Most newbies don't want to learn the rules of good portraiture, preferring instead to shoot from the hip and get lots of praise from fellow newbies that also don't know anything about what separates good portraiture from thought out but nevertheless pretty snapshots, but pretty soon the bubble will burst. It happens to all of us. We get our first real shoot with a real customer (not a friend, classmate or workmate) and we decide to begin charging some decent money. We shoot just like we have been shooting you know the same type of shots that gets all the raves from our friends, but the client doesn't like the work. She says things like "she doesn't look quite right in any of them, but I can't put my finger on it" so they either don't buy anything, or they buy just buy a few dollars worth. The image maker is MAD so the image maker posts the images for critique to justify her hurt feelings in the hopes that her fellow newbie photographers will come to her rescue. She does get a few" she was a jerk, these are beautiful shots" comments but she also gets a number of honest critiques which hurts. This will prove to either be her undoing. She will do one of two things. She quits being a "professional" photographer and returns to her real daytime job or she digs in and accepts the critiques offered by well intentioned people who only want to assist her in becoming a better photographer. I have seen this exact scenario quite a few times in the last 30 years, in fact this exact same thing happened to me, but I swallowed my pride, quit listening to my "friends" about how "beautiful" my work was and began taking harsh critique of my images.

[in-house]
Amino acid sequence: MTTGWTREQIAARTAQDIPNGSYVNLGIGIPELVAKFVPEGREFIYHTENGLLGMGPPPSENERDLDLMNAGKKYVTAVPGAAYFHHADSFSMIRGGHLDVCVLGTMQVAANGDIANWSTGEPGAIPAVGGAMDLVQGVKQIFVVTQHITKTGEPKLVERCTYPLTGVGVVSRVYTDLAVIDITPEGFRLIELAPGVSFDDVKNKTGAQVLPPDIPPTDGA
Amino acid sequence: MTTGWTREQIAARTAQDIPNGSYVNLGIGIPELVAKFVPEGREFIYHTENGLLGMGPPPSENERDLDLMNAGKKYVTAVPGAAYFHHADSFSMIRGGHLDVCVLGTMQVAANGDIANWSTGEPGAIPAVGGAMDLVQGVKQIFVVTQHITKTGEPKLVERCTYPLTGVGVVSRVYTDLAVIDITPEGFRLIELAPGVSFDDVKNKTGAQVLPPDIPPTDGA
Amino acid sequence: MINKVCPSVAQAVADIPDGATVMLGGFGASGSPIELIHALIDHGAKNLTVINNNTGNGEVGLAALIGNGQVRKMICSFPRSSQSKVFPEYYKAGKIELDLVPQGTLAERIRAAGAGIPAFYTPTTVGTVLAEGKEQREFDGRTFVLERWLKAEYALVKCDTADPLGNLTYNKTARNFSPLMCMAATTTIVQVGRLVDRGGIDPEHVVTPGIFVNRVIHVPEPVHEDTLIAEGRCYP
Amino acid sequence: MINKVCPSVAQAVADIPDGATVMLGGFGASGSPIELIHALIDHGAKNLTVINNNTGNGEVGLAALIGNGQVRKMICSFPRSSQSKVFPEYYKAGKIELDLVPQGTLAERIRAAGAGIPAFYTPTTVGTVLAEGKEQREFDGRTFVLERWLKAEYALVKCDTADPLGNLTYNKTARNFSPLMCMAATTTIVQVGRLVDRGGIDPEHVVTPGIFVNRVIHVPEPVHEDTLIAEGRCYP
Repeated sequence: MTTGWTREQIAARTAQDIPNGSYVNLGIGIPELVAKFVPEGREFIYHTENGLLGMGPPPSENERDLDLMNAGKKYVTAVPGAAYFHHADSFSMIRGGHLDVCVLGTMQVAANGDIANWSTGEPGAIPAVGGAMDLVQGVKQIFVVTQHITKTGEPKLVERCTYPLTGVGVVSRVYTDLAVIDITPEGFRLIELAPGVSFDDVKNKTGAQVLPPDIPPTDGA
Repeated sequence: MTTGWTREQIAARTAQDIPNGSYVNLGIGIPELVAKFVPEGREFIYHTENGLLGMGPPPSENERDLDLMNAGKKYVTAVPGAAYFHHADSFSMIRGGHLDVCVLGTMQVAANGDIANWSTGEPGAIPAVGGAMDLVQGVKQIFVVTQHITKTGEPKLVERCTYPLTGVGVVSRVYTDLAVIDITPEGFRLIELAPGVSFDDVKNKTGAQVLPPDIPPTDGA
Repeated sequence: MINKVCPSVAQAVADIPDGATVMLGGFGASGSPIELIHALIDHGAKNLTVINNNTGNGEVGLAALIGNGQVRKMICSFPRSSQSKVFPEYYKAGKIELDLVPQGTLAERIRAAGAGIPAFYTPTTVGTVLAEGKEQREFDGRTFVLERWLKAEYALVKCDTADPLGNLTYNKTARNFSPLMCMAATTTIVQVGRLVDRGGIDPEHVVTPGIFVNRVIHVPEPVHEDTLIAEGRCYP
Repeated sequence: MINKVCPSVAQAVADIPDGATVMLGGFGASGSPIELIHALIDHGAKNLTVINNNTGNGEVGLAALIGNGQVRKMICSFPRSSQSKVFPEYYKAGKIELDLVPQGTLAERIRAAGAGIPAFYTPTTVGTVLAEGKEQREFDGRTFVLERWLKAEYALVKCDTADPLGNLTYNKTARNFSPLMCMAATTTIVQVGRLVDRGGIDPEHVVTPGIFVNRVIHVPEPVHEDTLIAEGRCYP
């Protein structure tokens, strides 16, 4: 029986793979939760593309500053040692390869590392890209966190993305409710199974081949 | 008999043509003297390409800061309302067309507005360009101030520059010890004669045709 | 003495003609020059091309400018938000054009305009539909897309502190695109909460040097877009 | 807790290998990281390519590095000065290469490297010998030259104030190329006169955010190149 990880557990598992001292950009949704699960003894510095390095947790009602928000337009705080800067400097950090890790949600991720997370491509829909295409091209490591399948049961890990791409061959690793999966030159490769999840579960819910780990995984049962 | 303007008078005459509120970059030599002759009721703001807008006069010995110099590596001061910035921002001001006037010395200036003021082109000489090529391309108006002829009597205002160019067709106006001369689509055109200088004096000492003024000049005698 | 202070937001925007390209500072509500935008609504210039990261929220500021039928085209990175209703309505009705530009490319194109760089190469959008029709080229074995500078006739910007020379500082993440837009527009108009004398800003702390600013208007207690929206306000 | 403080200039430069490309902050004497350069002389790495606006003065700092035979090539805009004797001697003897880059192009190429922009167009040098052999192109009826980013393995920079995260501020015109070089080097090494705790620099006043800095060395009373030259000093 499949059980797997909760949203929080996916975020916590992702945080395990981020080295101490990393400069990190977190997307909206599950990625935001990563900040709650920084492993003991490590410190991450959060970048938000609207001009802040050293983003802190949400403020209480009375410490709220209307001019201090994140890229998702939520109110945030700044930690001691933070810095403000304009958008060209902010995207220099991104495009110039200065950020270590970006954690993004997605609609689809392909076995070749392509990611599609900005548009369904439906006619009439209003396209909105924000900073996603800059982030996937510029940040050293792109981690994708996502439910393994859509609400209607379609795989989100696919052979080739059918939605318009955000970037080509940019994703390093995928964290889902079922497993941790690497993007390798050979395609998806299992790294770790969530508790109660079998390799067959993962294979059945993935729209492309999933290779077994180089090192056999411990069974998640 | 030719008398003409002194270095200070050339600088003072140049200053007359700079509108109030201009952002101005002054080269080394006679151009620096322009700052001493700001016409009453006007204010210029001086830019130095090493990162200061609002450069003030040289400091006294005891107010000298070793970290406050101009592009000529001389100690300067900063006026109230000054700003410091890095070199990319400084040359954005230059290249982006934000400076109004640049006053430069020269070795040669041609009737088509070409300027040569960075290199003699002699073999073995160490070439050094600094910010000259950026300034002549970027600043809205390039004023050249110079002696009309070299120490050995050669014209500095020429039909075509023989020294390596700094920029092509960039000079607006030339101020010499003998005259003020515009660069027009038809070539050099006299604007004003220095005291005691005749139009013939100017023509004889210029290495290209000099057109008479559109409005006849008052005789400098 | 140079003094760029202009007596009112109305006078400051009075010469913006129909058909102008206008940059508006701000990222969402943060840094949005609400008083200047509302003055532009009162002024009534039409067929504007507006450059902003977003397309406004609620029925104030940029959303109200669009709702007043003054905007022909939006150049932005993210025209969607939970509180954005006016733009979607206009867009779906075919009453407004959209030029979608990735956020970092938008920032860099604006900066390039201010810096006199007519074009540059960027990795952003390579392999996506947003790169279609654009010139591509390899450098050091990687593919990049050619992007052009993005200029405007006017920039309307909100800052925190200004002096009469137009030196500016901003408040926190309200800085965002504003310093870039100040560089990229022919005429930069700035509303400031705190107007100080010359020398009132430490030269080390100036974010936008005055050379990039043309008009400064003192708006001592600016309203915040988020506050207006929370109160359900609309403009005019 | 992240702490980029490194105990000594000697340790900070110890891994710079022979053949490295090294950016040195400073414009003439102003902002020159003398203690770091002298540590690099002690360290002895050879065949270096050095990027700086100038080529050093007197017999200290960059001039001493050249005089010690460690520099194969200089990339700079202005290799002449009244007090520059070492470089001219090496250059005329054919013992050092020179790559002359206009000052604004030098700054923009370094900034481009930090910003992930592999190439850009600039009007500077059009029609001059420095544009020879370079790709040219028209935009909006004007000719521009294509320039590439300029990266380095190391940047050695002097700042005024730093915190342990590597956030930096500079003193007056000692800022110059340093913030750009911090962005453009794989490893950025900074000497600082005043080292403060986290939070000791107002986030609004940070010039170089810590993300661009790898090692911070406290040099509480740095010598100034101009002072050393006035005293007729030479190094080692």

Benji

wow - and appearantly more time on their hands than they know what to do with....




  
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lindsaytblum
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Jul 19, 2011 12:16 |  #59

Beautiful, #6 and 7 look totally editorial.


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TMR ­ Design
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Jul 19, 2011 12:49 as a reply to  @ lindsaytblum's post |  #60

So this is apparently what happens when people actually try to help. You guys want to attack and chop up people that are spending time and energy and truly trying to offer assistance that will make a difference rather than just patting everyone on the back with "awesome shot" comments.

Do you even know Benji? Have you ever read any of the countless tutorials he's written and posted here and on other forums? Have you seen his work? Have you ever engaged in conversation with him to find out whether he really knows his s*it or not?

I suspect the answer to all of those questions is no. What a shame.


Robert
RobertMitchellPhotogra​phy (external link)

  
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Ashley Pt. 2